- Memorial Day: Observe safely, remember the fallen (5/25/18)
- Don't read too much into NK's test site destruction (5/24/18)
- Can you hear me now? Key part of new online craze (5/23/18)
- Trade wars felt in pages of Gazette (5/22/18)
- Take action to protect yourself from robocalls (5/17/18)
- May is Mental Health Awareness Month, coincidence? (5/16/18)
- Half-staff flags honor officers who have made ultimate sacrifice (5/15/18)
Uninsured young Nebraskans caught in healthcare dilemma
Gov. Ricketts vehemently opposes expansion of Nebraska's Medicaid program in line with the Affordable Care Act, saying it places the state budget at unreasonable risk.
Rejected three times in three years, expanding Medicaid eligibility would add primarily able-bodied adults to the program, Ricketts said, and adding that he doesn't trust the federal government's promise of matching at least 90 percent of the cost.
Many health care providers don't accept Medicaid patients because it reimburses about half of what private insurance does, and adding tens of thousands of new enrollees for the limited number of providers who take Medicaid would overload the system.
This year's Medicaid expansion proposal would use tax dollars to buy private insurance for Medicaid patients, but Ricketts said a similar program in Arkansas has expanded out of control.
After six months, the Arkansas program had expanded by $137 million, or 61 percent over budget. Now, more than 40 percent of Arkansas citizens are on Medicaid, making it one of the most Medicaid-dependent states in the nation, Gov. Ricketts said.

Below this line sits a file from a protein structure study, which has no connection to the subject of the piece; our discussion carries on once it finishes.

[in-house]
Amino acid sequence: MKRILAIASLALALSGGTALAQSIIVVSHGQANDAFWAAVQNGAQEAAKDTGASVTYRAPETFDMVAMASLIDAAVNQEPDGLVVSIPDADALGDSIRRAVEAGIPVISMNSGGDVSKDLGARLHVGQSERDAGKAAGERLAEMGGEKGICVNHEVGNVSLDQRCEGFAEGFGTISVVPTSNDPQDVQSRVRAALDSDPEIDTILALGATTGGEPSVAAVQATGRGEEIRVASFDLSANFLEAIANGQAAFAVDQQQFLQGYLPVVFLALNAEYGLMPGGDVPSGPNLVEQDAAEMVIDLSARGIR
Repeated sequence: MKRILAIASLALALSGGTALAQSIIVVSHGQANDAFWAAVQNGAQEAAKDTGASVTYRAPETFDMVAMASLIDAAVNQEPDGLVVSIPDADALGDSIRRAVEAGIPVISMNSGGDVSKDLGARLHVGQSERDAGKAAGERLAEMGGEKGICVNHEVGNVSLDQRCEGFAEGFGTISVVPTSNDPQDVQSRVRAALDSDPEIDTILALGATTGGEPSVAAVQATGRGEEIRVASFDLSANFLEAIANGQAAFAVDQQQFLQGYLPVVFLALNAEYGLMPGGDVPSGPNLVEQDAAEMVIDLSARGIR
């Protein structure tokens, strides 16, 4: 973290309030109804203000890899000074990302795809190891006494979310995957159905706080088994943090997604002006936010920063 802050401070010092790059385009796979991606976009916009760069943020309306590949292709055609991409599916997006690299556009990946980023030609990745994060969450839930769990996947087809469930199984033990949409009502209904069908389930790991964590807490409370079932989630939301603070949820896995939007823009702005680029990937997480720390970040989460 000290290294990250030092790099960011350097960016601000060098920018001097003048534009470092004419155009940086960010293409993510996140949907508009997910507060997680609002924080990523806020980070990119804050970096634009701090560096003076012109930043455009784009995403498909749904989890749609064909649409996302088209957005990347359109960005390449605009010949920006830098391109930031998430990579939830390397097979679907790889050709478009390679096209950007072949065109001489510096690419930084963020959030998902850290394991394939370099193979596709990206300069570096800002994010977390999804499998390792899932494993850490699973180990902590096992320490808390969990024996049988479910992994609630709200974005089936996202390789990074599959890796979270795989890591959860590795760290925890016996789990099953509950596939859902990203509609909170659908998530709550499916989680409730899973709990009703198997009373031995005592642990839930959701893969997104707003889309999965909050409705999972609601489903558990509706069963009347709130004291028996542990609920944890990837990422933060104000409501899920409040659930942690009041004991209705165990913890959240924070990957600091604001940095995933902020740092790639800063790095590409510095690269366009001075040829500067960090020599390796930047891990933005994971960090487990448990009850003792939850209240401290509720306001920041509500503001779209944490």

Medicaid has grown from 2.9 percent of the Nebraska state budget to almost 20 percent, and a 2015 study found that expanding coverage with private insurance would cost 94 percent more than traditional Medicaid, Ricketts said.
If taxpayers don't pay for additional healthcare, however, who does?
With Sunday being the deadline for signing up for Obamacare, millions of young adults will be facing fiscal realities as fines climb for not having insurance.
The minimum penalty is $695 in 2016 for someone uninsured a full 12 months and not eligible for one of the law's exemptions, more than double last year's $325.
That's the minimum, but it will be higher for many, because the law sets the penalty as the greater of $695 or 2.5 percent of taxable income this year. The nonpartisan Kaiser Family Foundation estimates the average 2016 penalty at $969 per uninsured household.
The IRS enforces the law, usually by deducting fines from tax refunds. The penalty will be increased by a cost of living factor in the future.
So where does that leave us?
For many, especially young working Nebraskans, it means jobs that don't offer insurance or pay enough to buy private policies, and being fined for not having coverage.
For others who have insurance, and the health care providers who serve them, it means higher prices to provide piecemeal, expensive, medical care to those who don't.
Sounds a lot like the situation before the Affordable Care Act was passed.